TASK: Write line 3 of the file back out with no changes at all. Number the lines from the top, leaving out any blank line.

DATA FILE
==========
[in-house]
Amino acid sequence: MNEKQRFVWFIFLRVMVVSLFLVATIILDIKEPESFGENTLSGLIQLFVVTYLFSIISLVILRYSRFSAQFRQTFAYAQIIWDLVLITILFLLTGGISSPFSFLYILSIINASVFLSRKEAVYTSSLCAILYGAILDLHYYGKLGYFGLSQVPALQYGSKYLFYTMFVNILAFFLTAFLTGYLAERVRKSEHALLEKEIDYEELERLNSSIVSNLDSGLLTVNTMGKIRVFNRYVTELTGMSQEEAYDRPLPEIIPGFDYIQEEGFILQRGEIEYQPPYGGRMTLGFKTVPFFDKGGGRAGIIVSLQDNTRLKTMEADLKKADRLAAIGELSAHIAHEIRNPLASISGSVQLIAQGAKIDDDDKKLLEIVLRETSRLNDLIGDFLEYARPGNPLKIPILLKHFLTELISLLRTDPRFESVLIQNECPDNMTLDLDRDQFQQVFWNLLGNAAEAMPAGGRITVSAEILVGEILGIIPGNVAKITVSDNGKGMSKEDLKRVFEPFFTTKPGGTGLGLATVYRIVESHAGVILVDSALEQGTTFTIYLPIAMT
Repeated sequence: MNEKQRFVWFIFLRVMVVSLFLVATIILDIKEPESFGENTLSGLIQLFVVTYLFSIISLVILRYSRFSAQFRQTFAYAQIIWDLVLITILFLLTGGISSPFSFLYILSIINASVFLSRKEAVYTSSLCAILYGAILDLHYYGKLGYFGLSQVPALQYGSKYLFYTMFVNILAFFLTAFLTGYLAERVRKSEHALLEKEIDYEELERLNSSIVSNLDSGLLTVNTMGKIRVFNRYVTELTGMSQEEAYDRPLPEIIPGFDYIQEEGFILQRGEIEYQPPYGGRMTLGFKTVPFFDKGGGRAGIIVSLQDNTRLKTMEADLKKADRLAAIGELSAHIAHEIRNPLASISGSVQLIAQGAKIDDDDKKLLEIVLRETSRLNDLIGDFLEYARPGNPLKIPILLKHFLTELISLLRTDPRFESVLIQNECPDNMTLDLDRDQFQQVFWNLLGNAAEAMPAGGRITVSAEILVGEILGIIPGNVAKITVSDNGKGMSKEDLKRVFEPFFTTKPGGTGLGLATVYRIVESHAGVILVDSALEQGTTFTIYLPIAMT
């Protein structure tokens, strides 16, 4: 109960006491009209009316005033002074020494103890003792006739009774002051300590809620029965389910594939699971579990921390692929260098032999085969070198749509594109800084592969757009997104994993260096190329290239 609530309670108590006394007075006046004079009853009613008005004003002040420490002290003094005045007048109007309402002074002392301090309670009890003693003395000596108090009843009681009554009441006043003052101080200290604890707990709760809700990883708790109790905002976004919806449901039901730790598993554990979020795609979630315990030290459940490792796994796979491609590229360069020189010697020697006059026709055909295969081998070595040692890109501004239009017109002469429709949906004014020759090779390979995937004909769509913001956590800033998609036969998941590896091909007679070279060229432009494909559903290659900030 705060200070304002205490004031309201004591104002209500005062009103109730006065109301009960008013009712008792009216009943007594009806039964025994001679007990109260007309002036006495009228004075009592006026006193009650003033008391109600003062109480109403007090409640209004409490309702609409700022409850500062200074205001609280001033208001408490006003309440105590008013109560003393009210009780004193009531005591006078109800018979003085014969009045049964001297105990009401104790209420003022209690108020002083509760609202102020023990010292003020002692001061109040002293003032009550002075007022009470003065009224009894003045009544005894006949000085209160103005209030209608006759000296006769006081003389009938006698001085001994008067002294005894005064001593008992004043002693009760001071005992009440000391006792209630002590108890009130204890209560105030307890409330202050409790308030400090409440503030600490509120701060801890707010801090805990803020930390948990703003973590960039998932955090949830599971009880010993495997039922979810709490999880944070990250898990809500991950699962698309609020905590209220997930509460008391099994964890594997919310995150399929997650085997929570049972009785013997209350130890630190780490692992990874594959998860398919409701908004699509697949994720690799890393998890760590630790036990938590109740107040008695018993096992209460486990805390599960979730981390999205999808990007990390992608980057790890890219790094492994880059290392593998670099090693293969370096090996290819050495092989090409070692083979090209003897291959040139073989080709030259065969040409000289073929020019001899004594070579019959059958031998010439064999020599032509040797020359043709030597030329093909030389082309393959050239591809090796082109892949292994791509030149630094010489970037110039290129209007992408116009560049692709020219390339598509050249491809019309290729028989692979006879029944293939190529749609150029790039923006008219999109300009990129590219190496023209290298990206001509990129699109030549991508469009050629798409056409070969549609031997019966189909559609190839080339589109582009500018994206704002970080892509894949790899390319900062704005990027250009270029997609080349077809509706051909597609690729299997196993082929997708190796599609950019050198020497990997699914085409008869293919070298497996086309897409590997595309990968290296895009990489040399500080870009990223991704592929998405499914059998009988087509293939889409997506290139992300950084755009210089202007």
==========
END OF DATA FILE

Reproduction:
Repeated sequence: MNEKQRFVWFIFLRVMVVSLFLVATIILDIKEPESFGENTLSGLIQLFVVTYLFSIISLVILRYSRFSAQFRQTFAYAQIIWDLVLITILFLLTGGISSPFSFLYILSIINASVFLSRKEAVYTSSLCAILYGAILDLHYYGKLGYFGLSQVPALQYGSKYLFYTMFVNILAFFLTAFLTGYLAERVRKSEHALLEKEIDYEELERLNSSIVSNLDSGLLTVNTMGKIRVFNRYVTELTGMSQEEAYDRPLPEIIPGFDYIQEEGFILQRGEIEYQPPYGGRMTLGFKTVPFFDKGGGRAGIIVSLQDNTRLKTMEADLKKADRLAAIGELSAHIAHEIRNPLASISGSVQLIAQGAKIDDDDKKLLEIVLRETSRLNDLIGDFLEYARPGNPLKIPILLKHFLTELISLLRTDPRFESVLIQNECPDNMTLDLDRDQFQQVFWNLLGNAAEAMPAGGRITVSAEILVGEILGIIPGNVAKITVSDNGKGMSKEDLKRVFEPFFTTKPGGTGLGLATVYRIVESHAGVILVDSALEQGTTFTIYLPIAMT